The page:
is a posh dinner better than dry pellets?

As humans, we are often told about the importance of eating fresh whole food, using ingredients from local farms if possible, and avoiding highly processed products. Yet when it comes to our pets, the advice from professional nutritionists and vets seems to be the opposite: dry kibble biscuits are recommended in preference to home cooking. What’s the background to this apparent divergence in opinions?

The answer lies in the science of nutrition. Many studies and trials have been carried out on the specific nutritional requirements of dogs and cats: we have a clear understanding of their specific nutrient needs. And pet food manufacturers have learned how to include these necessary nutrients in their products.

The fierce competition in the pet food market place has driven manufacturers to create cost-effective, palatable, safe products that customers can serve their pets with confidence, knowing that they will be providing their much-loved animals with all that they need to thrive.

Most dogs and cats have been fed on commercial pet food, both wet versions (in tins and sachets) and dry kibble, for decades, and the results have been a resounding success. I know many dogs that have lived into their late teens, and cats that have lived into their twenties, fed on nothing but commercial pet food. If there was a systemic issue, we would know about it by now.

Yes, of course, there are some specific occasions when certain foods do not suit pets: food allergy can cause itchiness in around one-in-five of the itchy dogs that vets see, and those dogs need to be changed to special diets that do not include the ingredients that prompted the allergy. A small number of pets may develop inflammatory bowel disease which again, may mean that they need to be fed on particular types of food.

But in general, the only time that vets see significant issues linked to nutrition are when people veer from the standard path, trying to meet their pets’ nutritional needs in their own kitchen, using home cooking.

Home cooking for pets is far more complicated than you’d think. Multiple studies have shown that nearly all of the pet food recipes available online and in books are unbalanced, with both deficiencies and excesses of significant nutrients.

As an example, many recipes recommend the addition of a human multivitamin to a pet food recipes, but these generally have far higher amounts of vitamin D than needed, exceeding the safety limit for pets and possibly leading to toxicities. If people really want to home cook for their pet, they should do it under professional supervision, with the guidance of a trained veterinary nutritionist, making sure that they use a safe, balanced and nutritious recipe.

It’s easy to do this using the internet. A US-originated website, www.balanceit.com, provides a direct connection with nutritionists, as well as necessary supplements of minerals and vitamins, specifically formulated for pets.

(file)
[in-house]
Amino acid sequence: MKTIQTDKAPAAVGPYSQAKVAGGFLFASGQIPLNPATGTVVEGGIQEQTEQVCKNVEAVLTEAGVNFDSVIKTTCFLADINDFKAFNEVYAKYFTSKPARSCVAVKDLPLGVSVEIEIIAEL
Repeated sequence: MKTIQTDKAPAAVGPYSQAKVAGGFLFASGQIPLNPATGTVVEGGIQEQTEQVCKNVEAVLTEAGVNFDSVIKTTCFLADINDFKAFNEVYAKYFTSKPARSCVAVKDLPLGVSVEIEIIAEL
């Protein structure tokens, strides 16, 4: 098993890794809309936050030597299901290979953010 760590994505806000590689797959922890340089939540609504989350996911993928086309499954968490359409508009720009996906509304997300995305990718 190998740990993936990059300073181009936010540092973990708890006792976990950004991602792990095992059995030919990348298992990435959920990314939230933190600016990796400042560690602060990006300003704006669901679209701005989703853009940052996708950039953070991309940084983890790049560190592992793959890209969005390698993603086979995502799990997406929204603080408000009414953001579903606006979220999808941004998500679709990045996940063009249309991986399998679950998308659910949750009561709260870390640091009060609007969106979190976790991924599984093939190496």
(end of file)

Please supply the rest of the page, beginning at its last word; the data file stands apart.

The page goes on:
I know that this may sound extreme to some readers: after all, we humans are able to home cook for ourselves, without needing to look for professional advice on the ingredients of our recipes. Why can’t we do the same for our pets?

I asked this exact question at a veterinary nutritional conference recently, and the answer surprised me: the truth is that ideally, humans should be talking to professional nutritionists about what they eat. As an example, the majority of people in Ireland suffer from Vitamin D deficiency, leading to a range of symptoms including fatigue, depression and bone pain. If we all had our diets checked by a professional, this could be avoided. There are many other examples in the human world.

I’ve seen pets fed on obviously imbalanced diets having very serious health issues: puppies reared on nothing but porridge with ulcerated, painful gums and tongues, dogs fed on nothing but pure chicken meat developing significant joint disease, cats eating raw liver suffering from painful bony spurs on their spines. If people are reasonably sensible about how they formulate home-cooking for their immediate pets (eg feeding a balanced diet of the type we might eat ourselves), there may not be any problems.

But as the months and years pass, small deficiencies and excesses begin to lead to health problems such as skin disease, liver disease and other complications. The only way to avoid this is by taking professional nutritional advice.

Another alternative to dry kibble that has become popular is the feeding of raw meat and bones. The commercial versions of these products have been carefully formulated to ensure that they provide properly balanced nutrition. Proponents often have almost evangelical enthusiasm for this feeding method, as if it’s the only right way to feed an animal. And there’s no doubt that some pets thrive on it.

But there’s one big issue: there have been many reports of humans sharing homes with pets fed on raw diets succumbing to illnesses linked to the pathogenic bacteria that are often found in raw meat. Dogs have very acidic stomachs, and they are able to cope with this type of bacterial challenge.

But the bacteria (such as Salmonella and Campylobacter) contaminate the dog’s fur, skin, mouth and food bowls, exposing human owners to the risk of infection. Vulnerable people (young children, elderly people, those on chemotherapy etc) are at significant risk of serious illness. Nobody should consider feeding raw meat to their pets without carefully considering this aspect: this is what the science tells us.

For most pets, a good quality kibble (such as the Petfix range, which I have selected myself) provides optimal nutrition for pets. There’s no need to open the kitchen cupboards to get the pots and pans out.

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